1496 is the smallest number whose trajectory under A053392 increases without limit.
More terms than usual are shown in order to display the onset of exponential growth.
Proof that this grows without limit, from Hans Havermann, Nov 01 2019: (Start)
One way to prove that the trajectory of a number under repeated application of the map defined in A053392 increases without limit is to show that there exists a term containing a nonfinal substring of three adjacent 9's.
If such a substring in term n is followed by a 0, it will grow to a nonfinal substring of three adjacent 9's followed by a 1 in term n+2: *9990* > *18189* > *99917*
If such a substring in term n is followed by a digit d that is neither 0 nor 9, it will grow to a nonfinal substring of four adjacent 9's in term n+2: *999d* > *18181(d1)* > *9999d*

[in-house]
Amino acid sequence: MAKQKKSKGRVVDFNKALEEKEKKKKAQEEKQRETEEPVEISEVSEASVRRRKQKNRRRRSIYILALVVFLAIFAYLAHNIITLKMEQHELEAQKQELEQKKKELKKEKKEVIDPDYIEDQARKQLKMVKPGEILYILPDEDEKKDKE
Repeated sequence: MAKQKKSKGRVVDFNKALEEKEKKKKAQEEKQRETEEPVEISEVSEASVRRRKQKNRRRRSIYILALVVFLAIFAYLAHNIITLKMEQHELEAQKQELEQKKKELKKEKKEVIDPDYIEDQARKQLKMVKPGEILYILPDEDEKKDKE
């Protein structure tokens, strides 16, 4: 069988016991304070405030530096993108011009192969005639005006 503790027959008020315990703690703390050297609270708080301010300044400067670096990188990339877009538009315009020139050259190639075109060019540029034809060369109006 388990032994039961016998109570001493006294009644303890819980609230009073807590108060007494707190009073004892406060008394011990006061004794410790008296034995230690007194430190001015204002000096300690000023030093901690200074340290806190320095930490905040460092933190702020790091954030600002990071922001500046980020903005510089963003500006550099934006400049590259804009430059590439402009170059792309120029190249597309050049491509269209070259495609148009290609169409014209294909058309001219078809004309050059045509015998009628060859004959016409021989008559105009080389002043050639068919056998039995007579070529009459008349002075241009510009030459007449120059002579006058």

If such a substring in term n is followed by another 9, then it is a substring of k 9's for k >= 4, which will grow to a substring of (2k3) 9's in term n+2: *[9]^d* > *[18]^(d1)* > *[9]^(2d3)*
Putting those together, such a substring in term n will grow to four adjacent 9's by term n+4; to five adjacent 9's by term n+6; to seven adjacent 9's by term n+8; ... to 2^k+3 adjacent 9's (see A062709) by term n+4+2k, regardless of what happens in the rest of the number.
In the present sequence a(41) contains two nonfinal substrings of three adjacent 9's. QED (End)
[Argument corrected and completed by David J. Seal, Nov 05 2019.]